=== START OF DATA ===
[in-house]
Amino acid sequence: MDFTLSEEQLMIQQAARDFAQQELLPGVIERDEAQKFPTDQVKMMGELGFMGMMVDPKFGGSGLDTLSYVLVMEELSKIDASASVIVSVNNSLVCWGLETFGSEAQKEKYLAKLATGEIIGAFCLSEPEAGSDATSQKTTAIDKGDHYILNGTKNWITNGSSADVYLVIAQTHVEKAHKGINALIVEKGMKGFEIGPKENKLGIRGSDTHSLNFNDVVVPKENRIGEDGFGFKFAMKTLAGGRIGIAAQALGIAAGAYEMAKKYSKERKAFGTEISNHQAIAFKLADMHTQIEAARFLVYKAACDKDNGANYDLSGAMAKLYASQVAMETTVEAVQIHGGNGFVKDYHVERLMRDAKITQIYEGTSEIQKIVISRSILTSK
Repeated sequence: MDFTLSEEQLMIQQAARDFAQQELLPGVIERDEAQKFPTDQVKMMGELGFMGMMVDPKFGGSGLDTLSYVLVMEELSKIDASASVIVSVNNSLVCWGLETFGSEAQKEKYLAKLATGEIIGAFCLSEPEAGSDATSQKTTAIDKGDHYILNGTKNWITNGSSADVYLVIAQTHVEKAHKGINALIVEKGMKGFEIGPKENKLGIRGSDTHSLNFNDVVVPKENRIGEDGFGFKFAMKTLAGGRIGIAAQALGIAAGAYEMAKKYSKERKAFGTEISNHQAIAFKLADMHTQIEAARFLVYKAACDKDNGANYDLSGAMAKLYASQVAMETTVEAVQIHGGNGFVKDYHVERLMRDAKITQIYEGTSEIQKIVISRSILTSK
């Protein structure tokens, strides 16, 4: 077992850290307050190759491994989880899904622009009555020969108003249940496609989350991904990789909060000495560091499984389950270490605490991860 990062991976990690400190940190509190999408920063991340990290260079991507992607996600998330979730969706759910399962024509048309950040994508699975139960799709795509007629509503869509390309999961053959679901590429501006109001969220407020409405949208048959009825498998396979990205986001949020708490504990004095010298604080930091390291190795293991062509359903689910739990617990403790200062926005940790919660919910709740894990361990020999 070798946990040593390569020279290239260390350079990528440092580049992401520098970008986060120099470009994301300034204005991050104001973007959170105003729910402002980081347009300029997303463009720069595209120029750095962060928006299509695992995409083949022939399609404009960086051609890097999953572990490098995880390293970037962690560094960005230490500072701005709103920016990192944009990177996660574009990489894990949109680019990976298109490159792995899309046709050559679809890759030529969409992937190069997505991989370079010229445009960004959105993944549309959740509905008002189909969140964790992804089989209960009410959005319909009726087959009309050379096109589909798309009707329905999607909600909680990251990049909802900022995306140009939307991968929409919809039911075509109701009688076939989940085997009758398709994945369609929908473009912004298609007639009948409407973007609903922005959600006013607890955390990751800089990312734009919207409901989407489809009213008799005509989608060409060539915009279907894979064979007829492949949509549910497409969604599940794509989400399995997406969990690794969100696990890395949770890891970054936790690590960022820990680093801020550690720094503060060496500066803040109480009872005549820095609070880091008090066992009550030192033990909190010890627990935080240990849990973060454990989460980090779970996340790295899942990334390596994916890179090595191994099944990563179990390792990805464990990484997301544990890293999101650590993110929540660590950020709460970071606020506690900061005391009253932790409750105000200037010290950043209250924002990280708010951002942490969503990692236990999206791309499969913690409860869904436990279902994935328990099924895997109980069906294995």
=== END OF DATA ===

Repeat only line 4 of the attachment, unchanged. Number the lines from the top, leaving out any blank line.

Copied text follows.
């Protein structure tokens, strides 16, 4: 077992850290307050190759491994989880899904622009009555020969108003249940496609989350991904990789909060000495560091499984389950270490605490991860 990062991976990690400190940190509190999408920063991340990290260079991507992607996600998330979730969706759910399962024509048309950040994508699975139960799709795509007629509503869509390309999961053959679901590429501006109001969220407020409405949208048959009825498998396979990205986001949020708490504990004095010298604080930091390291190795293991062509359903689910739990617990403790200062926005940790919660919910709740894990361990020999 070798946990040593390569020279290239260390350079990528440092580049992401520098970008986060120099470009994301300034204005991050104001973007959170105003729910402002980081347009300029997303463009720069595209120029750095962060928006299509695992995409083949022939399609404009960086051609890097999953572990490098995880390293970037962690560094960005230490500072701005709103920016990192944009990177996660574009990489894990949109680019990976298109490159792995899309046709050559679809890759030529969409992937190069997505991989370079010229445009960004959105993944549309959740509905008002189909969140964790992804089989209960009410959005319909009726087959009309050379096109589909798309009707329905999607909600909680990251990049909802900022995306140009939307991968929409919809039911075509109701009688076939989940085997009758398709994945369609929908473009912004298609007639009948409407973007609903922005959600006013607890955390990751800089990312734009919207409901989407489809009213008799005509989608060409060539915009279907894979064979007829492949949509549910497409969604599940794509989400399995997406969990690794969100696990890395949770890891970054936790690590960022820990680093801020550690720094503060060496500066803040109480009872005549820095609070880091008090066992009550030192033990909190010890627990935080240990849990973060454990989460980090779970996340790295899942990334390596994916890179090595191994099944990563179990390792990805464990990484997301544990890293999101650590993110929540660590950020709460970071606020506690900061005391009253932790409750105000200037010290950043209250924002990280708010951002942490969503990692236990999206791309499969913690409860869904436990279902994935328990099924895997109980069906294995």